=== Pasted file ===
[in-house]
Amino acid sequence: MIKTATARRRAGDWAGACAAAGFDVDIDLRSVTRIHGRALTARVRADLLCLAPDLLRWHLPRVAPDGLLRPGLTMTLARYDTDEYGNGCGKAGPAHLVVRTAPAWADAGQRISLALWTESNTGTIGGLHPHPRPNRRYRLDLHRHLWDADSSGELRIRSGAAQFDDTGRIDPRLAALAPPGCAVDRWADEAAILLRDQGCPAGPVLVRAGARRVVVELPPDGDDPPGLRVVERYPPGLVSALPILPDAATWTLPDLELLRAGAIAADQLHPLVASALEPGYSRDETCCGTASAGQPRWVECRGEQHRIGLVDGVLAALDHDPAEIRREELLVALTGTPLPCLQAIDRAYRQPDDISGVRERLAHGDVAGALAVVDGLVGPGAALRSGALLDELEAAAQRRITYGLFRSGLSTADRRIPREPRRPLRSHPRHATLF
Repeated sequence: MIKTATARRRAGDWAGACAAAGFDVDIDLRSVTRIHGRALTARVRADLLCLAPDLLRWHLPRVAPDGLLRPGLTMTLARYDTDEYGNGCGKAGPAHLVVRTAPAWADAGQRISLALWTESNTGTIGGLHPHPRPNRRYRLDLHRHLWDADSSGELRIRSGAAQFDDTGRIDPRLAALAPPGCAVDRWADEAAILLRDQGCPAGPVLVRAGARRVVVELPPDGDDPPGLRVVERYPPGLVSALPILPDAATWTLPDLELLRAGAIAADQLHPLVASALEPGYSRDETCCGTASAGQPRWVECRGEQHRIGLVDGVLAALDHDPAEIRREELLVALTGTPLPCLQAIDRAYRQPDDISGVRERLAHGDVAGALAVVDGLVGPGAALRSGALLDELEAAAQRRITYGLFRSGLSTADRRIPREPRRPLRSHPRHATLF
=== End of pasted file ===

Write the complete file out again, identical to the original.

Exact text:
[in-house]
Amino acid sequence: MIKTATARRRAGDWAGACAAAGFDVDIDLRSVTRIHGRALTARVRADLLCLAPDLLRWHLPRVAPDGLLRPGLTMTLARYDTDEYGNGCGKAGPAHLVVRTAPAWADAGQRISLALWTESNTGTIGGLHPHPRPNRRYRLDLHRHLWDADSSGELRIRSGAAQFDDTGRIDPRLAALAPPGCAVDRWADEAAILLRDQGCPAGPVLVRAGARRVVVELPPDGDDPPGLRVVERYPPGLVSALPILPDAATWTLPDLELLRAGAIAADQLHPLVASALEPGYSRDETCCGTASAGQPRWVECRGEQHRIGLVDGVLAALDHDPAEIRREELLVALTGTPLPCLQAIDRAYRQPDDISGVRERLAHGDVAGALAVVDGLVGPGAALRSGALLDELEAAAQRRITYGLFRSGLSTADRRIPREPRRPLRSHPRHATLF
Repeated sequence: MIKTATARRRAGDWAGACAAAGFDVDIDLRSVTRIHGRALTARVRADLLCLAPDLLRWHLPRVAPDGLLRPGLTMTLARYDTDEYGNGCGKAGPAHLVVRTAPAWADAGQRISLALWTESNTGTIGGLHPHPRPNRRYRLDLHRHLWDADSSGELRIRSGAAQFDDTGRIDPRLAALAPPGCAVDRWADEAAILLRDQGCPAGPVLVRAGARRVVVELPPDGDDPPGLRVVERYPPGLVSALPILPDAATWTLPDLELLRAGAIAADQLHPLVASALEPGYSRDETCCGTASAGQPRWVECRGEQHRIGLVDGVLAALDHDPAEIRREELLVALTGTPLPCLQAIDRAYRQPDDISGVRERLAHGDVAGALAVVDGLVGPGAALRSGALLDELEAAAQRRITYGLFRSGLSTADRRIPREPRRPLRSHPRHATLF